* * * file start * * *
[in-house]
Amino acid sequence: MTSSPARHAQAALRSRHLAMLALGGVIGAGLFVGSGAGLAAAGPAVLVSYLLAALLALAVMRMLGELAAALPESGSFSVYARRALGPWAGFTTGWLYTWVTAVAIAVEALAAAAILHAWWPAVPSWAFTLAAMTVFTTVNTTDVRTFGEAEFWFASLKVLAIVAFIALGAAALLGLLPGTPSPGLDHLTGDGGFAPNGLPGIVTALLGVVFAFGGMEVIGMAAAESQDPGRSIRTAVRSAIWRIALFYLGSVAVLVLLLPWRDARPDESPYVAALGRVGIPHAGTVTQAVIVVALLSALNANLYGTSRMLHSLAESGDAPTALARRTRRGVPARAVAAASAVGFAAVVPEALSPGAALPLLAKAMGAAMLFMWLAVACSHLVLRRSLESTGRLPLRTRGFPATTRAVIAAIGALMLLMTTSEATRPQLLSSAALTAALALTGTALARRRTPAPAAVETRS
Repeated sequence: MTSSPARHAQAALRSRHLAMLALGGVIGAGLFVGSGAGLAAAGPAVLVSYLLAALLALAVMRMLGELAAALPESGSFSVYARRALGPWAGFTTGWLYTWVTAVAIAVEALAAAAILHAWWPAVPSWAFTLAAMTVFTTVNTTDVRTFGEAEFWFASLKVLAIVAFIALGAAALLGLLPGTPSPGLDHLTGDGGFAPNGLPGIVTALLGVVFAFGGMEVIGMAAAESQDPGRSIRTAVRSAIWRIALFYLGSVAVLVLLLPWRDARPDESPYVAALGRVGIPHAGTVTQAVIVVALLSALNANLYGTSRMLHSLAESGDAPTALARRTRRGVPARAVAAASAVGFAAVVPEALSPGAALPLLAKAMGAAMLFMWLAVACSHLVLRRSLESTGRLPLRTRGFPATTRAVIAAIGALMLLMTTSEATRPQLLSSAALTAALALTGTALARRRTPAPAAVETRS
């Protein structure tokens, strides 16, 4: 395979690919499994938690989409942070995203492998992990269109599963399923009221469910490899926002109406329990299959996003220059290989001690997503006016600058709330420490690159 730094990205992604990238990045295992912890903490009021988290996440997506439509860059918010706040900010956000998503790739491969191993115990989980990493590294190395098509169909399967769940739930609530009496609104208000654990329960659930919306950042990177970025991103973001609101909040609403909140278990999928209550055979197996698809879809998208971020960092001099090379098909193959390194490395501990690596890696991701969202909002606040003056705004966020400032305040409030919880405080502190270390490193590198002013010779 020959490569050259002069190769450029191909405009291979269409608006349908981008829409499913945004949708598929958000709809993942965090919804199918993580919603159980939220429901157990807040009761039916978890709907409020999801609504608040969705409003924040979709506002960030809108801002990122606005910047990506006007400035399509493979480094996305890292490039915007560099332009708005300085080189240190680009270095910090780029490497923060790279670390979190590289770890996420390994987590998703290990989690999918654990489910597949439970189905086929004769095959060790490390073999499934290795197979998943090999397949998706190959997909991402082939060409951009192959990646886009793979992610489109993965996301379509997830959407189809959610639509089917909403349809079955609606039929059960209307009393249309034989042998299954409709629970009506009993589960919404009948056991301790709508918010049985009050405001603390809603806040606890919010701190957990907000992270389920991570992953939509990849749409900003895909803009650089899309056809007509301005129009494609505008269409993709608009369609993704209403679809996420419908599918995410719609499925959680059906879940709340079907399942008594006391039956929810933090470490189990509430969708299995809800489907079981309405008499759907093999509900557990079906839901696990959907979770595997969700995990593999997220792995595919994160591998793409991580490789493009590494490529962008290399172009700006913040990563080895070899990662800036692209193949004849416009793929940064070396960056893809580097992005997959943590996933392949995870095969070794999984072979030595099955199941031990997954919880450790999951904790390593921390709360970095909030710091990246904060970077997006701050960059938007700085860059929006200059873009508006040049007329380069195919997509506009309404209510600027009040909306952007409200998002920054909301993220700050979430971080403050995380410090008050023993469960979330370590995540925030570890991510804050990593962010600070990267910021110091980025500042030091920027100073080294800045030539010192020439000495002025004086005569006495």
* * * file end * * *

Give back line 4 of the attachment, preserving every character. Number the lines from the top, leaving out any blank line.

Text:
């Protein structure tokens, strides 16, 4: 395979690919499994938690989409942070995203492998992990269109599963399923009221469910490899926002109406329990299959996003220059290989001690997503006016600058709330420490690159 730094990205992604990238990045295992912890903490009021988290996440997506439509860059918010706040900010956000998503790739491969191993115990989980990493590294190395098509169909399967769940739930609530009496609104208000654990329960659930919306950042990177970025991103973001609101909040609403909140278990999928209550055979197996698809879809998208971020960092001099090379098909193959390194490395501990690596890696991701969202909002606040003056705004966020400032305040409030919880405080502190270390490193590198002013010779 020959490569050259002069190769450029191909405009291979269409608006349908981008829409499913945004949708598929958000709809993942965090919804199918993580919603159980939220429901157990807040009761039916978890709907409020999801609504608040969705409003924040979709506002960030809108801002990122606005910047990506006007400035399509493979480094996305890292490039915007560099332009708005300085080189240190680009270095910090780029490497923060790279670390979190590289770890996420390994987590998703290990989690999918654990489910597949439970189905086929004769095959060790490390073999499934290795197979998943090999397949998706190959997909991402082939060409951009192959990646886009793979992610489109993965996301379509997830959407189809959610639509089917909403349809079955609606039929059960209307009393249309034989042998299954409709629970009506009993589960919404009948056991301790709508918010049985009050405001603390809603806040606890919010701190957990907000992270389920991570992953939509990849749409900003895909803009650089899309056809007509301005129009494609505008269409993709608009369609993704209403679809996420419908599918995410719609499925959680059906879940709340079907399942008594006391039956929810933090470490189990509430969708299995809800489907079981309405008499759907093999509900557990079906839901696990959907979770595997969700995990593999997220792995595919994160591998793409991580490789493009590494490529962008290399172009700006913040990563080895070899990662800036692209193949004849416009793929940064070396960056893809580097992005997959943590996933392949995870095969070794999984072979030595099955199941031990997954919880450790999951904790390593921390709360970095909030710091990246904060970077997006701050960059938007700085860059929006200059873009508006040049007329380069195919997509506009309404209510600027009040909306952007409200998002920054909301993220700050979430971080403050995380410090008050023993469960979330370590995540925030570890991510804050990593962010600070990267910021110091980025500042030091920027100073080294800045030539010192020439000495002025004086005569006495």